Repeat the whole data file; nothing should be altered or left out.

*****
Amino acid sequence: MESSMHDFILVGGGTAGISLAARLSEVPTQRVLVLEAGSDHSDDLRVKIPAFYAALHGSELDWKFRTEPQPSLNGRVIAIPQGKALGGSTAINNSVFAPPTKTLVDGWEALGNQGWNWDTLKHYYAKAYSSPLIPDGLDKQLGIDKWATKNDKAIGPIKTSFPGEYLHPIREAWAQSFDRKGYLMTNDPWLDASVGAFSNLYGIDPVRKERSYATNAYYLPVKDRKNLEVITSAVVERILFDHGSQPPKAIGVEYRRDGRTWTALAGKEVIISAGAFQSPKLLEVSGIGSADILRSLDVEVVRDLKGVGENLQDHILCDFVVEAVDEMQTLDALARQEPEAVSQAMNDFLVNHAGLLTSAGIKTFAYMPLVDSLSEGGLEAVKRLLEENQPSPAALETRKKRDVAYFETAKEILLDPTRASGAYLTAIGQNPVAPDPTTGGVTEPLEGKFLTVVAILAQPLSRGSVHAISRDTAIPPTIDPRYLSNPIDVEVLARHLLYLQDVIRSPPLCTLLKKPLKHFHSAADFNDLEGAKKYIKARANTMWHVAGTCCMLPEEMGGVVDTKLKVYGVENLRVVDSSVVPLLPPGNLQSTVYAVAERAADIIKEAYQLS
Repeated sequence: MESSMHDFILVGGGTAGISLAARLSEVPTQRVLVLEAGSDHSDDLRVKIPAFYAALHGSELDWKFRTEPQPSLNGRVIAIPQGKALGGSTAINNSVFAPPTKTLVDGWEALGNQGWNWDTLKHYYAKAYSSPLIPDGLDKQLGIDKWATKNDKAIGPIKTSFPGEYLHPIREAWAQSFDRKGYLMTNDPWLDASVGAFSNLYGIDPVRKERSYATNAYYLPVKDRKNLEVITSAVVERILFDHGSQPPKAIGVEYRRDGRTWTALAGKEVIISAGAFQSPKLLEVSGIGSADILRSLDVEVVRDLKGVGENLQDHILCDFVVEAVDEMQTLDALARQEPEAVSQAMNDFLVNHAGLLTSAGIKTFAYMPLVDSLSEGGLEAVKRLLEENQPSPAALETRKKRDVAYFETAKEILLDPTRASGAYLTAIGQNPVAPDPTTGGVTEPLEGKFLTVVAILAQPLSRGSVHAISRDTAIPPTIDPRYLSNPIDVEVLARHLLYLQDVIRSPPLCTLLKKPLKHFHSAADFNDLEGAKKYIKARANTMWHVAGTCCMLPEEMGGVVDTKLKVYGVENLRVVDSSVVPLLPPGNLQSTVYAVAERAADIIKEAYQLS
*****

Amino acid sequence: MESSMHDFILVGGGTAGISLAARLSEVPTQRVLVLEAGSDHSDDLRVKIPAFYAALHGSELDWKFRTEPQPSLNGRVIAIPQGKALGGSTAINNSVFAPPTKTLVDGWEALGNQGWNWDTLKHYYAKAYSSPLIPDGLDKQLGIDKWATKNDKAIGPIKTSFPGEYLHPIREAWAQSFDRKGYLMTNDPWLDASVGAFSNLYGIDPVRKERSYATNAYYLPVKDRKNLEVITSAVVERILFDHGSQPPKAIGVEYRRDGRTWTALAGKEVIISAGAFQSPKLLEVSGIGSADILRSLDVEVVRDLKGVGENLQDHILCDFVVEAVDEMQTLDALARQEPEAVSQAMNDFLVNHAGLLTSAGIKTFAYMPLVDSLSEGGLEAVKRLLEENQPSPAALETRKKRDVAYFETAKEILLDPTRASGAYLTAIGQNPVAPDPTTGGVTEPLEGKFLTVVAILAQPLSRGSVHAISRDTAIPPTIDPRYLSNPIDVEVLARHLLYLQDVIRSPPLCTLLKKPLKHFHSAADFNDLEGAKKYIKARANTMWHVAGTCCMLPEEMGGVVDTKLKVYGVENLRVVDSSVVPLLPPGNLQSTVYAVAERAADIIKEAYQLS
Repeated sequence: MESSMHDFILVGGGTAGISLAARLSEVPTQRVLVLEAGSDHSDDLRVKIPAFYAALHGSELDWKFRTEPQPSLNGRVIAIPQGKALGGSTAINNSVFAPPTKTLVDGWEALGNQGWNWDTLKHYYAKAYSSPLIPDGLDKQLGIDKWATKNDKAIGPIKTSFPGEYLHPIREAWAQSFDRKGYLMTNDPWLDASVGAFSNLYGIDPVRKERSYATNAYYLPVKDRKNLEVITSAVVERILFDHGSQPPKAIGVEYRRDGRTWTALAGKEVIISAGAFQSPKLLEVSGIGSADILRSLDVEVVRDLKGVGENLQDHILCDFVVEAVDEMQTLDALARQEPEAVSQAMNDFLVNHAGLLTSAGIKTFAYMPLVDSLSEGGLEAVKRLLEENQPSPAALETRKKRDVAYFETAKEILLDPTRASGAYLTAIGQNPVAPDPTTGGVTEPLEGKFLTVVAILAQPLSRGSVHAISRDTAIPPTIDPRYLSNPIDVEVLARHLLYLQDVIRSPPLCTLLKKPLKHFHSAADFNDLEGAKKYIKARANTMWHVAGTCCMLPEEMGGVVDTKLKVYGVENLRVVDSSVVPLLPPGNLQSTVYAVAERAADIIKEAYQLS